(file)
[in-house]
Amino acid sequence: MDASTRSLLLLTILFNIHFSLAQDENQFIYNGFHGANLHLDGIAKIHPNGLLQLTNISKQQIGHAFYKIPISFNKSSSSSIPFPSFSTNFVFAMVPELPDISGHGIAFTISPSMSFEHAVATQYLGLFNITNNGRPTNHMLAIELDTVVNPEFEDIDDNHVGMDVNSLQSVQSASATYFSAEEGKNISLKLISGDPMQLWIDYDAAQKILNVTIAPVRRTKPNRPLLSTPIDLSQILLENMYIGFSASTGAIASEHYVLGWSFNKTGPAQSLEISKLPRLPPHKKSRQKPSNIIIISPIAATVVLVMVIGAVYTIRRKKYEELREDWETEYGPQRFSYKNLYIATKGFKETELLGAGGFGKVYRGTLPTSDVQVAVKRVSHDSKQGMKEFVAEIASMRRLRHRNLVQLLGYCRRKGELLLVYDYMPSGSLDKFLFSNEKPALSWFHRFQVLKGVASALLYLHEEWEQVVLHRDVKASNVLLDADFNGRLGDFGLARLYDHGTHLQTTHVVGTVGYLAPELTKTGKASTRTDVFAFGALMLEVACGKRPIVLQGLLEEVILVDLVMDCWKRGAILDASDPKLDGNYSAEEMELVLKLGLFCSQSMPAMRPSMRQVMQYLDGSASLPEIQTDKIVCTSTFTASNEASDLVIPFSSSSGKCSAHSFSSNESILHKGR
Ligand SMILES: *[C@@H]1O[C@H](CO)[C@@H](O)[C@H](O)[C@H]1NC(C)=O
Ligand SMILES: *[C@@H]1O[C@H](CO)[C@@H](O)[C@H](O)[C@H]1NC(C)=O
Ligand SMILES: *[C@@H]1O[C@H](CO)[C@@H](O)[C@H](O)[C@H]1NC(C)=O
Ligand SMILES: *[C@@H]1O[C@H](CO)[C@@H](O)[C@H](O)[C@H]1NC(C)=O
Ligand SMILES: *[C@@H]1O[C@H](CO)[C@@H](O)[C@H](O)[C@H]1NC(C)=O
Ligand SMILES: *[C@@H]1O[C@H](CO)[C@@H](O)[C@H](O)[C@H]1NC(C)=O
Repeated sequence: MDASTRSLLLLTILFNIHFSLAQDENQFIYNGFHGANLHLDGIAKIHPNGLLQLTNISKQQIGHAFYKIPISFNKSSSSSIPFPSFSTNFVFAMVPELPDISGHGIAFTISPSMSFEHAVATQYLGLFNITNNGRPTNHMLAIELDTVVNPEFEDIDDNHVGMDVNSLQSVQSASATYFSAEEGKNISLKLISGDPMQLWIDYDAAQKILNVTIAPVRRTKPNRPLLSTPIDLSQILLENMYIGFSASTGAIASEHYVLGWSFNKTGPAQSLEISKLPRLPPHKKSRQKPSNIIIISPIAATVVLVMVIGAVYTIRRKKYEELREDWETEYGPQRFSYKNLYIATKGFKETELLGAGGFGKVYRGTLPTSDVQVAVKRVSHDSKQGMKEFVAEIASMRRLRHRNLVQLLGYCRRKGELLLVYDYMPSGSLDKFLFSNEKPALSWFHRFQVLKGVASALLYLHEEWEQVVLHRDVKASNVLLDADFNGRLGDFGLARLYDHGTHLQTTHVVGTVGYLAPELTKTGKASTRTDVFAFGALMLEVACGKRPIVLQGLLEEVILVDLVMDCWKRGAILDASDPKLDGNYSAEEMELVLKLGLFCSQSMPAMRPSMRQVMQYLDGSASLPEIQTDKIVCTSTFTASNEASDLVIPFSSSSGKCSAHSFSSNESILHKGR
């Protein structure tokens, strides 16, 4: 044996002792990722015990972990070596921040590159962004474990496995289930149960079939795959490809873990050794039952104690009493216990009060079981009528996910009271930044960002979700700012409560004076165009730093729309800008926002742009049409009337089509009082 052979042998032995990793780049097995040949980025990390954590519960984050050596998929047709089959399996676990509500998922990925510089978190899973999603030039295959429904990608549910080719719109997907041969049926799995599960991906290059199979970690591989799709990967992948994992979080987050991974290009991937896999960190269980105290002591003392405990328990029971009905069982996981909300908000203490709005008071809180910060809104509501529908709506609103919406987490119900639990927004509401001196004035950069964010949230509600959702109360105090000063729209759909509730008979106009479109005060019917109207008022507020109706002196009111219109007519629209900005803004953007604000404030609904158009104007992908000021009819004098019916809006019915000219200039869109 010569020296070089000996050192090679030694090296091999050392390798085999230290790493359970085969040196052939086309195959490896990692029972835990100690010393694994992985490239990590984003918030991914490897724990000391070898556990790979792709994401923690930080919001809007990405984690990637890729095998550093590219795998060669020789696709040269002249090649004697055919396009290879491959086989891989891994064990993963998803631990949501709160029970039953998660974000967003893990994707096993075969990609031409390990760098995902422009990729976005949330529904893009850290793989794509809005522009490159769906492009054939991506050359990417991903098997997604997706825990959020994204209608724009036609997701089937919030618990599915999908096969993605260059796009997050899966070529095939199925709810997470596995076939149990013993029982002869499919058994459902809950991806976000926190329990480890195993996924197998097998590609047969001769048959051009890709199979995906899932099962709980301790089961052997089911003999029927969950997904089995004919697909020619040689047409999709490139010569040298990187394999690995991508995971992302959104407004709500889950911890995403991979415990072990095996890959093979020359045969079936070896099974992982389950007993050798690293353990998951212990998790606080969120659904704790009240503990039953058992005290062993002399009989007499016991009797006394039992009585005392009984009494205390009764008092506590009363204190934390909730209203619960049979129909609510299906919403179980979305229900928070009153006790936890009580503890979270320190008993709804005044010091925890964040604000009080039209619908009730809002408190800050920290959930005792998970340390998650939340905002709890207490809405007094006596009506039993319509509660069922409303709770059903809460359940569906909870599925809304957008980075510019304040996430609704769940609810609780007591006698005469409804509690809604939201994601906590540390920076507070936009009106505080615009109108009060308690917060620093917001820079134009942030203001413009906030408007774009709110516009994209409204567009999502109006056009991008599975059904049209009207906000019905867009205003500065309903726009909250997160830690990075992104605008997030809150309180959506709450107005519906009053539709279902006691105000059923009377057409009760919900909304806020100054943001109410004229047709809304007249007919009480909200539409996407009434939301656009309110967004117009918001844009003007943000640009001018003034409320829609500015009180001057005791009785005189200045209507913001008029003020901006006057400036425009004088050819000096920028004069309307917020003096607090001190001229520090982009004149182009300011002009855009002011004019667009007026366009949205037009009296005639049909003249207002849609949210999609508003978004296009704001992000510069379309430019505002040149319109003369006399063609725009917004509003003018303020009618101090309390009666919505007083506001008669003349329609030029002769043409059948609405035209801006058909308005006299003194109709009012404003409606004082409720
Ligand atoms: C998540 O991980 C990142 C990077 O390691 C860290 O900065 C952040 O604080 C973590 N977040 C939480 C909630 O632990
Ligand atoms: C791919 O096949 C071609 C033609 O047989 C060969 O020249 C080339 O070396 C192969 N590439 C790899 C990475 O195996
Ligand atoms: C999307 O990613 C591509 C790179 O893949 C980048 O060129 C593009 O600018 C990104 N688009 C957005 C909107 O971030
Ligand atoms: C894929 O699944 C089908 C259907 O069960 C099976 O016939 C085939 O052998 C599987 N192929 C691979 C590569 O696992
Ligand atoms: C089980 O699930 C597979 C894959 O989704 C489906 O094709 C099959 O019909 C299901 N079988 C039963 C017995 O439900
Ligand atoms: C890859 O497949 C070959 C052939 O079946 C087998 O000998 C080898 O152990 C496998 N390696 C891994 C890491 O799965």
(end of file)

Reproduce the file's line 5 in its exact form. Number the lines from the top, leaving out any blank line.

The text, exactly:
Ligand SMILES: *[C@@H]1O[C@H](CO)[C@@H](O)[C@H](O)[C@H]1NC(C)=O